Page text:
IT’S BEEN 74 DAYS: HOW ARE THE VEGETABLES DOING?
It is now 74 days after “last frost”, when most plants were planted outside, give or take a day or two.
The cold-hardy vegetables have all done very well up to this point (brassicas such as kale, cauliflower, mustard; lettuces, spinach, beets, radishes, onions). fI’ve started a second batch of all of these to extend into the fall, with covered beds as needed.
Some other vegetables that I expected to do well haven’t met my expectations, such as peas & beans. The peas are there, but not in the numbers I had in our previous garden. The beans have lots of blossoms but very few beans.
The warm-season vegetables that I’m experimenting with are still questionable, such as corn, squashes, and tomatoes. Tomatoes have just begun to turn yellow and orange, the corn has ears that are small and don’t feel like they have much inside, the squashes are small and I doubt they will ripen in time.
Perennials in their first year of growth are (I think) slowly growing, as to be expected. These are asparagus, blueberries, raspberries and strawberries.
Rather than write one long page with all my observations of everything I’ve planted, I’ll do a page for each vegetable or vegetable group as I have time. To do this all at once is rather daunting, and I keep putting it off.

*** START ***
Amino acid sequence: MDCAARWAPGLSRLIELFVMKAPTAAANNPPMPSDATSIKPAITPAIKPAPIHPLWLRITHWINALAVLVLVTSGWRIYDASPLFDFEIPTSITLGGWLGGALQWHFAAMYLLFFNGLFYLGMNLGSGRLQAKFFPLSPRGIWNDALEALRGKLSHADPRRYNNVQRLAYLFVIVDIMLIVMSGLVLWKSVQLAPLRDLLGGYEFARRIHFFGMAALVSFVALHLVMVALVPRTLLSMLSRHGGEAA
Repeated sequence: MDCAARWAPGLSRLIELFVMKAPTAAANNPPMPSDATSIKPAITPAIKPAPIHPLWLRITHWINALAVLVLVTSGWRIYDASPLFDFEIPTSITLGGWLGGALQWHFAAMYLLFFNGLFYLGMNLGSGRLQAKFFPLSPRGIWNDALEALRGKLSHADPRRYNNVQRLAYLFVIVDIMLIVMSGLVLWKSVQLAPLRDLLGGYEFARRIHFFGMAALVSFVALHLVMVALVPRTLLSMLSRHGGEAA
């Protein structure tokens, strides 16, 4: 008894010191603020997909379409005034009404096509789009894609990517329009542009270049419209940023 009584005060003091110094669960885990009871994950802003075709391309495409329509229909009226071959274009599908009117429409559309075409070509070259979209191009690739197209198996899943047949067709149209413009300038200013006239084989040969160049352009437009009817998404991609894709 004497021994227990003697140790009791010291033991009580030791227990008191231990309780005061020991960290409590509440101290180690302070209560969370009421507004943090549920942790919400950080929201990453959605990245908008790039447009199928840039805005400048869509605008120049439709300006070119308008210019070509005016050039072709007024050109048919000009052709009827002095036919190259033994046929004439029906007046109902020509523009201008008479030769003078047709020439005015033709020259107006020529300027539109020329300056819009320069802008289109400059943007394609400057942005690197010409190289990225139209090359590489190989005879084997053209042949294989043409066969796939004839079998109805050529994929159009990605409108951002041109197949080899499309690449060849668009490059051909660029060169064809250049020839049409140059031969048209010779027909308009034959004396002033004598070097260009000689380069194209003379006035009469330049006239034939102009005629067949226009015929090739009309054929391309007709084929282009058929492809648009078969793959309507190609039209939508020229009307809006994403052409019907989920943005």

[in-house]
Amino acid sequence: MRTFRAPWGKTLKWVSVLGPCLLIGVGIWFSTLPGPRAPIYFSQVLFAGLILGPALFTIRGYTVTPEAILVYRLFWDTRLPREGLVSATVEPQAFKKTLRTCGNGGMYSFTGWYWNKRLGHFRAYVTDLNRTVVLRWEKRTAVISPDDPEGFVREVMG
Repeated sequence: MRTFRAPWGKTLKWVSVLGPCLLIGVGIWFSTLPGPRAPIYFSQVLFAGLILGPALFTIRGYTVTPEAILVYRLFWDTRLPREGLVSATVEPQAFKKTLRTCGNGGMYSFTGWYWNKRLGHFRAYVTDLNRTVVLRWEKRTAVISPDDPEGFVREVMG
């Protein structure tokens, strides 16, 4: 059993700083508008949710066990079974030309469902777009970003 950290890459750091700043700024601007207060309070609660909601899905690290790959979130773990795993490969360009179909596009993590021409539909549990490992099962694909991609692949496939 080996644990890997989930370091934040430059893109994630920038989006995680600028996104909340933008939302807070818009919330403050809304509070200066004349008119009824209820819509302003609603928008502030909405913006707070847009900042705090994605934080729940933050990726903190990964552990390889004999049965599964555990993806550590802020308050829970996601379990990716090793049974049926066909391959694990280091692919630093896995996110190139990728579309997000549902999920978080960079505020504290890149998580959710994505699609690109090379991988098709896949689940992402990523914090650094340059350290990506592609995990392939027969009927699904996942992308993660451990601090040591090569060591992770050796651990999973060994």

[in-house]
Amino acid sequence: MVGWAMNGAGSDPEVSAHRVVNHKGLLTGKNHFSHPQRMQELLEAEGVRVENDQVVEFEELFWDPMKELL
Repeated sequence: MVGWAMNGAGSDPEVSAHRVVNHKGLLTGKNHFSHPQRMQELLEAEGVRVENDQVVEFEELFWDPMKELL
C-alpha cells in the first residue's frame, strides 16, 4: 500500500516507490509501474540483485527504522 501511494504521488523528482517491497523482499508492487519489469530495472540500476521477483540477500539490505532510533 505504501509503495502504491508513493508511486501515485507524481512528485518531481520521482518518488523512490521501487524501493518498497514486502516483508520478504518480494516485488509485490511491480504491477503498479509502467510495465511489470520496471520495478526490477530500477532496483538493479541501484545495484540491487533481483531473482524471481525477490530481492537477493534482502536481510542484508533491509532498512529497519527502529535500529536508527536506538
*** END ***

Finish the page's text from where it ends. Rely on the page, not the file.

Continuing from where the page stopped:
On these pages, I’ll note the specific varieties grown, the “days to maturity”, the company which seeds were purchased from, when they were started inside or out, and when transplanted out as applicable. Some of the seeds this year were remaining from my former garden and were purchased 2013-14 for that climate. Since I had those seeds from before, I used them, but in the future I may choose different varieties better suited for cold climates.
Alliums (chives, onions, shallots, scallions, garlic)
Brassicas (broccoli, cabbage, cauliflower, kale, mustard greens)
Greens (arugula, endive, a variety of lettuces, radicchio, spinach, swiss chard)
Legumes (beans, peas)
Perennials (asparagus, blueberries, goji berry, raspberries, strawberries)
Roots (beets, carrots, radishes, rutabagas, turnips)
Squash (summer squash, winter squash, cucumbers)